|Jay Olshansky (from Do You Want To Live Forever?, Channel 4, February 3rd 2007, 18.35)|
While not explicitly explored in Do You Want To Live Forever?, the views of other ‘life-extensionists’ (or ‘prolongevists’) are relevant here, particularly those of Jay Olshansky who suggests that Malthusian worries associated with life-extension are unfounded. In his talk at the 10th congress of The International Association of Biomedical Gerontology held in Cambridge in 2003 he suggests that “if we achieved immortality tomorrow and the birth rate remained the same (currently approximately 1 percent per year), the world’s population would take 140–150 years to double – half the rate at which the population doubled in the period following World War Two” (Davis, 2004: W7). Olshanksy’s full talk can be heard on the Methuselah Foundation website.
A “fair share” of life
Another objection that is raised to indefinite life-extension is that it is somehow “allowing the individual to grab more than his fair share” (00:24:09). This raises a number of questions, particularly when viewed in light of ethical discussions of ‘fairness’ in terms of resource allocation and outcomes and motivations in bargaining situations (see for example the 2003 special issue of Social Justice Research, 16(3)). This begs the question of how much life each individual is entitled to, and whether ‘life’ can or should be considered in this way?
|Sherwin Nuland (from Do You Want To Live Forever?, Channel 4, February 3rd 2007, 18.35)|
According to Sherwin Nuland, author of a now infamous article in Technology Review on the SENS program, de Grey approaches this question from a rights perspective. Nuland suggests de Grey’s belief that “the most basic right that any human being has is to live as long as he wants to…the most basic right is the right to stay alive” (00:49:13). Nuland disputes this and states that, as far as conventional ethics conceptualises ‘rights’, the right to stay alive “is not a right at all” (00:49:34). For Nuland this is but one example of the way in which the values and concepts that underpin the logic of the SENS programme are so “different from the norms of society and science” (00:50:37) that is makes it difficult to establish a basis from which the desirability of life-extension research can be assessed. Insofar as many of de Grey’s claims are based upon a fundamental ‘right’ that many ethicists believe is not a ‘right’ at all, this problem may be similar to those found in other areas of bioethics where debates are ongoing because incompatible consequentialist and deontological positions, for example, are unable to find a common frame of reference.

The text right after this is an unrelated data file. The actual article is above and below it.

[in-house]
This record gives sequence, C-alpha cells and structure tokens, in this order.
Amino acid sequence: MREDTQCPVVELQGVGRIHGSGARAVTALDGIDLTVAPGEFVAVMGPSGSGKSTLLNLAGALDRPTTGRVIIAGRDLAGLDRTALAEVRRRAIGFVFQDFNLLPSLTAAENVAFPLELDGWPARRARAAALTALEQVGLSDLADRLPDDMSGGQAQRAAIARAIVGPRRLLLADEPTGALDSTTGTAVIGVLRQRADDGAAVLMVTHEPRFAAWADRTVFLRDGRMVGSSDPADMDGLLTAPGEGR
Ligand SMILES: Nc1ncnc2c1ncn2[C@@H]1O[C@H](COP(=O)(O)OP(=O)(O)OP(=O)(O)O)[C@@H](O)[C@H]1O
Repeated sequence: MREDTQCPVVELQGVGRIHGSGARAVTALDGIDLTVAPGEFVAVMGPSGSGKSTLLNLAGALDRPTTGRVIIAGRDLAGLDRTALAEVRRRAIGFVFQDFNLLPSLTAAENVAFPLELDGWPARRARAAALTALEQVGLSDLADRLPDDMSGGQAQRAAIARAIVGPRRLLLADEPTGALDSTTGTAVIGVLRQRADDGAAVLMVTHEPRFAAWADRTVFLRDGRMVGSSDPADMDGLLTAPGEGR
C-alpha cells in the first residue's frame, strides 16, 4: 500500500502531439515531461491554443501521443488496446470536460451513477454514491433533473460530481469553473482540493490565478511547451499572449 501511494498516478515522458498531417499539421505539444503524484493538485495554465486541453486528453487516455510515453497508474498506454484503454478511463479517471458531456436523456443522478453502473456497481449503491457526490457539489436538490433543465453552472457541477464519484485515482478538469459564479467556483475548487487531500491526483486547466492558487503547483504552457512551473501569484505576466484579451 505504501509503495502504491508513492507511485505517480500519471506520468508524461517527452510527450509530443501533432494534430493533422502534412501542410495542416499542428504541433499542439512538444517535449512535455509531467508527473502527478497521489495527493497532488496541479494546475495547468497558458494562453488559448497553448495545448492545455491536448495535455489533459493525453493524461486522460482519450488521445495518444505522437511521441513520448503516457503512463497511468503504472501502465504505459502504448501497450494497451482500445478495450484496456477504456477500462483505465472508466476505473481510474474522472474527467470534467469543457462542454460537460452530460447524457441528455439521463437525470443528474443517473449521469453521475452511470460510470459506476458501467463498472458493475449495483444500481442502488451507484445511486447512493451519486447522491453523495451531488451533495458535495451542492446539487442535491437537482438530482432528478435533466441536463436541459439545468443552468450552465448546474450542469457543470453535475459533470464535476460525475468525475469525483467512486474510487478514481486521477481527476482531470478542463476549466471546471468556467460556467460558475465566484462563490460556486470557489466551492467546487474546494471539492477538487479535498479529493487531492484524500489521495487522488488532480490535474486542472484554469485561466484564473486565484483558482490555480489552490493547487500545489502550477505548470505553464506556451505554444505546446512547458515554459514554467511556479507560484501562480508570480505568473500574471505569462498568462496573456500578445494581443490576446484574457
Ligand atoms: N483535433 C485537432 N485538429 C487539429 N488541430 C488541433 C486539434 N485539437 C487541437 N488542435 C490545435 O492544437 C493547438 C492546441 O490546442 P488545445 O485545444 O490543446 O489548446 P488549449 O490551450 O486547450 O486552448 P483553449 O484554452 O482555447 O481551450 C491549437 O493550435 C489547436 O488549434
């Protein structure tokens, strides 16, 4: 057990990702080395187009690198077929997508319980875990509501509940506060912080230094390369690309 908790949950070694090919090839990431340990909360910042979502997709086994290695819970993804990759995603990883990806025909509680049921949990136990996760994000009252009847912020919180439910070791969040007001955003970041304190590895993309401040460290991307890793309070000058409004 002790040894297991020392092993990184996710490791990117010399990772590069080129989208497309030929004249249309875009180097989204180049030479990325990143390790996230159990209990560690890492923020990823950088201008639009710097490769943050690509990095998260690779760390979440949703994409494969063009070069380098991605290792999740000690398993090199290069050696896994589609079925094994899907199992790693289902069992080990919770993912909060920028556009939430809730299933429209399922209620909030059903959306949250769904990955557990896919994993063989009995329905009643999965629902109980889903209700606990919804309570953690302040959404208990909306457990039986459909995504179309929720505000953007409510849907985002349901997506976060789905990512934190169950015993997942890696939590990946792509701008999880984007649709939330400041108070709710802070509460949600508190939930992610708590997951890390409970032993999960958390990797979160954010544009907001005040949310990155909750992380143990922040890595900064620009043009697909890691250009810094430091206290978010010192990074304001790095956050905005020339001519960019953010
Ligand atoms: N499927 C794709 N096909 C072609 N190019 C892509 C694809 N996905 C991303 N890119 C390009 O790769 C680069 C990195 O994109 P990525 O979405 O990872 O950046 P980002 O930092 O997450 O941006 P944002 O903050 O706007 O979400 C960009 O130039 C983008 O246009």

Science and non-science/facts and values (see for example 00:53:00 to 00:54:39)
That the norms and values underlying SENS may be out-of-synch with those of wider society is nicely illustrated in the sections of Do You Want To Live Forever? that deal with whether de Grey’s life extension program is science or non-science (also referred to her a pseudo-science). Here scientists, including Jay Olshansky (see above), discuss differing standards of proof within de Grey’s SENS programme and ‘standard’ scientific research.
For Olshansky this relates to the types of questions scientific proof needs to address, and states that in science the proper question: “Do you have any proof at all that the intervention you are proposing will do what you say it does?” (00:53:58). In contrast de Grey states: “I am confident that I’m right because I have worked hard to get people who ought to know to explain to me why I am wrong – and they haven’t been able to” (01:08:21). This appears to be a fundamental difference between de Grey and scientific critics: de Grey wants his critics to prove that his plan for life-extension won’t work, whereas they want him to prove that it will work. It is this incompatibility that leads some of the scientists featured here to suggest de Grey’s SENS programme is non- or pseudo-science.
|Jason Pontin (from Do You Want To Live Forever?, Channel 4, February 3rd 2007, 18.35)|